The decision to have this procedure can be a hard one to make. MFPR sometimes leads to infection or miscarriage of the remaining fetuses. Your doctor can help you weigh the risks of carrying multiple fetuses against the risks of having the procedure. You may want to discuss this decision with your family and a counselor or spiritual advisor.

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Self-Care

There are some simple ways to help yourself have a healthy multiple pregnancy. The best thing you can do is take care of yourself. The healthier you are, the healthier your babies will be.

  • Go to every doctor's appointment.

    Starting in the 20th week of pregnancy, you may be checked every other week. Starting at the 30th week, you may be checked more often.

  • Eat healthy foods.

    Choose foods rich in folic acid, iron, and calcium. These nutrients are essential for the healthy growth of your babies. Breads, cereals, meats, milk, cheeses, fruits, and vegetables are all good choices.

    If you're not able to eat enough because of severe morning sickness, call your doctor.

  • Don't smoke, drink alcohol, or use marijuana or illegal drugs.

    Stay away from any substance that could harm your babies.

  • Avoid or limit caffeine.

    If you drink coffee or tea, limit yourself to 1 cup a day. Caffeine is also found in many soft drinks, energy drinks, and chocolate. The total caffeine in an energy drink may be more than the recommended amount.

  • Avoid using any medicines, vitamins, or herbs unless your doctor says it's okay.

    If you need medicine, your doctor can tell you which ones are safe during pregnancy.

  • Talk to your doctor about what type and level of activity is safe for you.

    Your doctor may recommend that you stop physically demanding exercise.

    Ask your doctor if you need to change your work activities, based on how well your pregnancy is going. Be sure to follow any advice to reduce your activity level.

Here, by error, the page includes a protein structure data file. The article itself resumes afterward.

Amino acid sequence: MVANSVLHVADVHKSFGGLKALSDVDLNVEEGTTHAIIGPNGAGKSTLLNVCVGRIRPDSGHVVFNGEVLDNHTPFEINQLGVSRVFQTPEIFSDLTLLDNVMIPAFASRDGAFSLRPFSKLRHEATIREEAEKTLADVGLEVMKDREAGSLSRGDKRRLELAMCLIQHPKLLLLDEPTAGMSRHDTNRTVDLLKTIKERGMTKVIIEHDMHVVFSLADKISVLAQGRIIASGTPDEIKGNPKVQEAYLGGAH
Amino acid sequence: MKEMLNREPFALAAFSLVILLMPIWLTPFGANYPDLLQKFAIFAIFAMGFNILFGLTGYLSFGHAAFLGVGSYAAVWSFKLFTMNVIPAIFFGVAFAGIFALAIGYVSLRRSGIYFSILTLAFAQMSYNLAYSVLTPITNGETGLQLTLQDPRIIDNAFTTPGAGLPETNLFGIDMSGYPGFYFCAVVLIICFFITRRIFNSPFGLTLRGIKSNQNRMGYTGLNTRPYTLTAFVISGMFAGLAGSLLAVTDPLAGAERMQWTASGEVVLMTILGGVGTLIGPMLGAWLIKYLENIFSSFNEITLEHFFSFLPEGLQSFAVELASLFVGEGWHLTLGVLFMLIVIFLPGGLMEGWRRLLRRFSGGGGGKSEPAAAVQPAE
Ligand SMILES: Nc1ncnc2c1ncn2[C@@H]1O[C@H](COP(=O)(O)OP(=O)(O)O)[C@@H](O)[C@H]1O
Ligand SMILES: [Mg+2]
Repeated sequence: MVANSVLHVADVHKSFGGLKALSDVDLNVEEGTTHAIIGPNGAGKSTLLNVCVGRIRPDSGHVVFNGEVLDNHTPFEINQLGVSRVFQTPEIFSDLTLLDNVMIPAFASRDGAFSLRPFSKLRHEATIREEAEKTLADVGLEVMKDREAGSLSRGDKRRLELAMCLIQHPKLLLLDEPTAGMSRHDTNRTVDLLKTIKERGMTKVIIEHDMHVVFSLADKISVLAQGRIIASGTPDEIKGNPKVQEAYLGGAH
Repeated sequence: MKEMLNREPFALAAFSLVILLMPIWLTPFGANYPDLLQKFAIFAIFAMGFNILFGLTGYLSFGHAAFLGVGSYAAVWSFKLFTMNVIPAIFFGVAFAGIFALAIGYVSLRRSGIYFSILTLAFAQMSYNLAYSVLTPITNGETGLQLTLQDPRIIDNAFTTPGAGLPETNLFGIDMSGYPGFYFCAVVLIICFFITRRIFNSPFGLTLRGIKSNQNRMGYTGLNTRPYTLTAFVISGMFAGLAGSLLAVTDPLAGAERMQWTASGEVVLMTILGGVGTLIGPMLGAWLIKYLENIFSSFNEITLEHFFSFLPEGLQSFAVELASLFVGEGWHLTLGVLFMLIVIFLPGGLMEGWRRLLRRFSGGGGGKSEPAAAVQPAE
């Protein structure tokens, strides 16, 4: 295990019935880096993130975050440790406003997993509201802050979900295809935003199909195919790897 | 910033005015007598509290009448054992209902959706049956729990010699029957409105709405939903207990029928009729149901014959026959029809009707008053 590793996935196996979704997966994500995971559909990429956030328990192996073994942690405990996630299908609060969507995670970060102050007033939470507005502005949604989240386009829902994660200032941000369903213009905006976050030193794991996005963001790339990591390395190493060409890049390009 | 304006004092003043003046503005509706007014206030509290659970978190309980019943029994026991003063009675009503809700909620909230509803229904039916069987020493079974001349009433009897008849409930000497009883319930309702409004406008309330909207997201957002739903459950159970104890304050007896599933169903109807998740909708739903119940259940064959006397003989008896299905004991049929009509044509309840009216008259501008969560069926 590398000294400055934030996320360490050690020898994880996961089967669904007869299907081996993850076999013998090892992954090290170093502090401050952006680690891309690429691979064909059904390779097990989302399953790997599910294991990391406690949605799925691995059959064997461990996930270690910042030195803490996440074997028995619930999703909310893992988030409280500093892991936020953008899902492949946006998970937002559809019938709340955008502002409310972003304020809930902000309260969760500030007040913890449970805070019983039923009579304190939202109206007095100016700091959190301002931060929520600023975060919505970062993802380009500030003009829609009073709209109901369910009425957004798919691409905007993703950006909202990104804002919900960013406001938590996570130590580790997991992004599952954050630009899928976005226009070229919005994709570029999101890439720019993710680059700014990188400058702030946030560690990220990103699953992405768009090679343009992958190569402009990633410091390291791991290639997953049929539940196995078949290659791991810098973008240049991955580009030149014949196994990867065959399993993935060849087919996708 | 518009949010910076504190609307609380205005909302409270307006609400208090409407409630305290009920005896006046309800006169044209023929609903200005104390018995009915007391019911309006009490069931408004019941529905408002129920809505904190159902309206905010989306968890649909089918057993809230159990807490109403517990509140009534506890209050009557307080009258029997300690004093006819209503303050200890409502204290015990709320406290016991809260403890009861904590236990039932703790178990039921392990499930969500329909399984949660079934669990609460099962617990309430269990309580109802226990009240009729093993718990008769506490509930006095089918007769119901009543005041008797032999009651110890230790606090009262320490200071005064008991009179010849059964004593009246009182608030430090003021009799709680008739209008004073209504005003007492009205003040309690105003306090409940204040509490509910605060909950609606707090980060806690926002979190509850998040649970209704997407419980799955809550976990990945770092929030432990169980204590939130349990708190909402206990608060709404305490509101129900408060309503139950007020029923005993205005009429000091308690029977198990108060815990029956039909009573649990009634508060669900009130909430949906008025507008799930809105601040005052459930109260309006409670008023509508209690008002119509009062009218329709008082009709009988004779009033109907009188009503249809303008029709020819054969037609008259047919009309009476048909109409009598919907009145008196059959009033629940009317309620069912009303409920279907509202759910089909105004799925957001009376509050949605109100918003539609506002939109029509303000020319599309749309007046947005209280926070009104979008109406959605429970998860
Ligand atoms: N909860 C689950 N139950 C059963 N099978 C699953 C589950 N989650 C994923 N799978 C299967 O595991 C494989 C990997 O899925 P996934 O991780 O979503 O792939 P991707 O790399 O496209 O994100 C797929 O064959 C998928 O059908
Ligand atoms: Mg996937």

• Get plenty of rest.
  • Plan ahead for an early delivery.

    You're likely to deliver early, so be prepared. Your doctor can help you arrange to deliver at a hospital that can do an emergency C-section and has a neonatal intensive care unit (NICU).

After your babies are born

After your babies are born, you may feel overwhelmed and tired. You may wonder how you're going to do it all. This is normal. Many new moms of multiples feel this way.

Here are some ways to cope as you adjust to your new life.

  • Accept help from friends and family.

    Get extra help for as long as possible after your babies are born. Let family and friends bring meals, go grocery shopping, or do household chores. Or ask them to help with the babies while you take some time for yourself.

  • Get organized.

    Baby tasks like diapering, feeding, and bathing can sometimes feel like they're taking over your life. Try using charts and systems that help you stay organized and efficient.

  • Rest whenever you can.

    Try to sleep when your babies are sleeping, rather than using that time to get chores done. Don't feel guilty if you leave chores undone.

  • If you plan to breastfeed, be flexible.

    You may be able to breastfeed all your babies, or you may use a breast pump or formula so helpers can feed your babies. A lactation consultant can help you find ways to make breastfeeding work.

  • Join a support group for parents with multiples.

    This is a great place to share your concerns and hear how other parents cope with the demands of raising multiples.

  • Make time for the rest of your family.
    • If you have a partner, try to find time to be a couple.
    • If you have older children, schedule some one-on-one time with them.
  • Be alert for postpartum depression.

    Some women feel sad or depressed after giving birth. If you feel depressed for longer than 2 weeks or if you have troubling or dangerous thoughts, call your doctor. It's important to get treatment.

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References

Citations

  1. Martin JA, et al. (2011). Births: Final data for 2009. National Vital Statistics Reports: From the Centers for Disease Control and Prevention, National Center for Health Statistics, National Vital Statistics System, 60(1): 1–70. Accessed October 14, 2020.

Credits

Current as of: February 23, 2022

Author: Healthwise Staff
Medical Review:
Sarah Marshall MD - Family Medicine
Adam Husney MD - Family Medicine
Elizabeth T. Russo MD - Internal Medicine
Kathleen Romito MD - Family Medicine
William Gilbert MD - Maternal and Fetal Medicine